While for many Fringe-goers (and the press critics) the Traverse is their main hub for the first week, previous bad experiences and high ticket prices make us wary of booking up. But "The Golden Dragon" with its promise of "whisking you away from your local takeaway to East Asia and back" is enough to convince us to take a chance.

The prospect of "Handling Bach", a show about a fictional meeting between composers Handel and Bach wouldn't normally get a second glance from us, but Nonsenseroom have more than earned our trust over a number of years. As always with their shows out at Rosslyn Chapel we particularly recommend booking up for one of their 'special evenings' on Saturdays 13th & 20th which include a light buffet and tour of the Chapel. The Chapel is a bus trip out from the city centre but the effort should be well rewarded.

I've been wanting to see Fin Kennedy's play "How to Disappear Completely and Never Be Found" for several years so I'm delighted to see The Outsiders staging it - so much so that we're prepared to break our usual rule of avoiding anything in a 'hotel venue'.

We've enjoyed a few of Mike Maran's storytelling shows over the years and we're looking forward to seeing his tale of the Italians who made their home in Scotland in "Italia'n'Caledonia". A different take on immigration/integration also caught our eye in the shape of "Rose" which focuses on the struggle between 1st and 2nd generation middle eastern immigrants starring father and daughter Art & Keira Malik.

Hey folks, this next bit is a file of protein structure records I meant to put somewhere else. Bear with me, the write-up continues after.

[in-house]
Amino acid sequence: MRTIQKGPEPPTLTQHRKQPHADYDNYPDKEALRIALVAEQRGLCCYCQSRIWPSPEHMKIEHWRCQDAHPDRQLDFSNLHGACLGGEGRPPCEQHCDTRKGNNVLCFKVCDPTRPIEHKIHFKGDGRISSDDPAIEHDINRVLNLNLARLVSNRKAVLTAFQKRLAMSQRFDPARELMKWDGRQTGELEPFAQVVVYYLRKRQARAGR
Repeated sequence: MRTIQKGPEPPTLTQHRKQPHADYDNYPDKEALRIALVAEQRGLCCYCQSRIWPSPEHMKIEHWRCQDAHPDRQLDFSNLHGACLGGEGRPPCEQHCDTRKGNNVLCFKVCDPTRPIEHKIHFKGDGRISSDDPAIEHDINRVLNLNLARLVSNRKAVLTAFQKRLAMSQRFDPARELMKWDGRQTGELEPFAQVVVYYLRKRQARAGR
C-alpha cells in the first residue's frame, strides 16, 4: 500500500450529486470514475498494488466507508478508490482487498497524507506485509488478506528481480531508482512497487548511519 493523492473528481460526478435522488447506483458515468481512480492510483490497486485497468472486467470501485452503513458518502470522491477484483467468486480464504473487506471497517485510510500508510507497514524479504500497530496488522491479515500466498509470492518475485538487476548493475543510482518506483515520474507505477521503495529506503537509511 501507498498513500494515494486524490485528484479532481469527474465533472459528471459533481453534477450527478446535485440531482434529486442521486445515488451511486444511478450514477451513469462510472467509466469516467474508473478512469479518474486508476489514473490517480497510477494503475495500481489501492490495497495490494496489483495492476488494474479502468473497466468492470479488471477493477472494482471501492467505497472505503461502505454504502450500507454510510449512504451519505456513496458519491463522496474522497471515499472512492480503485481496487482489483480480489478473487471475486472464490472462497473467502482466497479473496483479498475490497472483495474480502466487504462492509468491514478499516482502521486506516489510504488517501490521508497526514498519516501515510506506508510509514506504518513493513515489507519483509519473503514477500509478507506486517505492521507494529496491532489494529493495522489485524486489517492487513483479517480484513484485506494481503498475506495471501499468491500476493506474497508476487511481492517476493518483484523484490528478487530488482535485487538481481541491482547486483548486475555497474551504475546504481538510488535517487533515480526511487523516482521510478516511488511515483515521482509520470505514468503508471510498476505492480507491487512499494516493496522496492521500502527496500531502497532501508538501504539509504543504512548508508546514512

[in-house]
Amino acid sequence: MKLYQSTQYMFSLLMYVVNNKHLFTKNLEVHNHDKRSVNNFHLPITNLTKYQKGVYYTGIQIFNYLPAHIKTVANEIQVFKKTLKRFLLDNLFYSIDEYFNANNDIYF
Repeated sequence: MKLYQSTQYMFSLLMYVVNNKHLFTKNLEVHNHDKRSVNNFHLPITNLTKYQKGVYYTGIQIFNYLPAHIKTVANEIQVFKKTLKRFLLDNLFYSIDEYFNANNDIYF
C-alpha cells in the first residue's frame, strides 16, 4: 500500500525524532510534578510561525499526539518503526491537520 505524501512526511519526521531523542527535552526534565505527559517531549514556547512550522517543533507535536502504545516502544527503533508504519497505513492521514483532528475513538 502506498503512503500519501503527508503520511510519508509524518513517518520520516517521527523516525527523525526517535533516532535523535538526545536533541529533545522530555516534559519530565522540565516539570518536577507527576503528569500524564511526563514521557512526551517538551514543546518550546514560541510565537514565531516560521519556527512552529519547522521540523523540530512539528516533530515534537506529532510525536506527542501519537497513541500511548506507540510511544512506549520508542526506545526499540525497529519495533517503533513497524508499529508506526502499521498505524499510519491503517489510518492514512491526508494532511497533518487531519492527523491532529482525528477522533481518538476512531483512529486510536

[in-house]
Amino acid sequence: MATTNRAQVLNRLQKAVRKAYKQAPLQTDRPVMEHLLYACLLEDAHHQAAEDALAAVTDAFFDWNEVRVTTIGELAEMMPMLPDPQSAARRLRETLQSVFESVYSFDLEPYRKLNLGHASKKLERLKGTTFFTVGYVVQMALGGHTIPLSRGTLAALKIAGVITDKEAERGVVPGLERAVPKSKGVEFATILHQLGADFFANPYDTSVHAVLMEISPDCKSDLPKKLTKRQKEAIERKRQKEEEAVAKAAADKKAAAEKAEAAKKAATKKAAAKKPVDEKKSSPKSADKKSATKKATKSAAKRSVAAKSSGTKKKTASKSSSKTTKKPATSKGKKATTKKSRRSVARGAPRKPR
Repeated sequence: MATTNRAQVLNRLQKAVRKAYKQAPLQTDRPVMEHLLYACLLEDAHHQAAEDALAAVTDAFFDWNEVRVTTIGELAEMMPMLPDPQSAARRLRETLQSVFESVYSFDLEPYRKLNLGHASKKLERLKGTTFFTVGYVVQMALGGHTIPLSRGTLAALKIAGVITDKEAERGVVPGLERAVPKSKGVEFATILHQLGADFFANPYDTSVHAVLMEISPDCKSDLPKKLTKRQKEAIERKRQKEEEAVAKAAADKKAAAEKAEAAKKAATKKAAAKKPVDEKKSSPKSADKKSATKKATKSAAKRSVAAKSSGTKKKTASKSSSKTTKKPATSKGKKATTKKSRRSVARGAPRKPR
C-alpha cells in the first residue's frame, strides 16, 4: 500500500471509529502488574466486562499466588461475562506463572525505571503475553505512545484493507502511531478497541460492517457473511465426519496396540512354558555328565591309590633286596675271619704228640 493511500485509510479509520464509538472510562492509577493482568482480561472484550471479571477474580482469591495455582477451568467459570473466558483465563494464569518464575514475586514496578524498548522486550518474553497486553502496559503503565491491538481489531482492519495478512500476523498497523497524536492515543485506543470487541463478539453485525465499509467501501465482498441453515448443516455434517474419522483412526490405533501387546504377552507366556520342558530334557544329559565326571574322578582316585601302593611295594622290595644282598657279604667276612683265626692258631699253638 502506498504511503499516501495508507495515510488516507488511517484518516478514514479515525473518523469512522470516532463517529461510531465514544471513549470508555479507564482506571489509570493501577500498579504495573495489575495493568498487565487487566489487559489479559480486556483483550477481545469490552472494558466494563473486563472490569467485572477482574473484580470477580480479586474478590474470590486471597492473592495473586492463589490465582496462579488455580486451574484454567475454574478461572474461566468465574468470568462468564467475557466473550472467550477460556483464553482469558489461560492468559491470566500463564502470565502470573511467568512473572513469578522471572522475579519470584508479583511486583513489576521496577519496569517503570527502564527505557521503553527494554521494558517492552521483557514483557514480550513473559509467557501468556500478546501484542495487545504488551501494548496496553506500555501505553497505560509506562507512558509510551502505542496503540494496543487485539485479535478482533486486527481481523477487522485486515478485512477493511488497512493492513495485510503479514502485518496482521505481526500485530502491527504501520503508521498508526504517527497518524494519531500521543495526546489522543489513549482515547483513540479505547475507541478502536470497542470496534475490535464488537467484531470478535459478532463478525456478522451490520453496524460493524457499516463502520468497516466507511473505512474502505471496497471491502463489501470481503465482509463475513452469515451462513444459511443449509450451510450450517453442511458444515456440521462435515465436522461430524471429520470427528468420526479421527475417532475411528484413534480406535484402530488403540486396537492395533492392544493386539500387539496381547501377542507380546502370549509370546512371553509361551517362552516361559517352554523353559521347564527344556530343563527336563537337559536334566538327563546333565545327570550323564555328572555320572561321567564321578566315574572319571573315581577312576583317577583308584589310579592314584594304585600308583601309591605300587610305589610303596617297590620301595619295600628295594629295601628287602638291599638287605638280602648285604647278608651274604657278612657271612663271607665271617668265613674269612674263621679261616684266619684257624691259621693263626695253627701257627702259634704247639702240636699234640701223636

A comedy based on a search to cast a dog in a film could well be awful but something about "Lights, Camera, Walkies" makes us want to give it a chance. Similarly unusual is "The Tour Guide" which appears to take place on an open top bus around the city.

"The Monster in the Hall" was a big hit for the Citizens/TAG last year and it's great to see them taking it to the Traverse, but unless we can take advantage of a 2 for 1 offer that whole "Traverse ticket price" thing might be a problem. Of course, the Traverse isn't the only place where prices can make us think twice about a show - Steven Berkoff's "Oedipus" at the Pleasance is another show with higher prices than we'd like. Also at the Pleasance but with a much more attractive price tag is "One Under" - a tale set on the London Underground from PartingShot.

Cumbernauld Theatre's "Viewless" is set around a witness protection programme and as we enjoyed their previous take on "The Wasp Factory" we reckon this is worth a look. Of course when it comes to relying on a company's reputation few shows are in better standing than "What Remains" from site-specific legends Grid Iron. But seriously - at up to £19 a ticket we're already left wishing we'd booked up before the 2 for 1 offer sold out.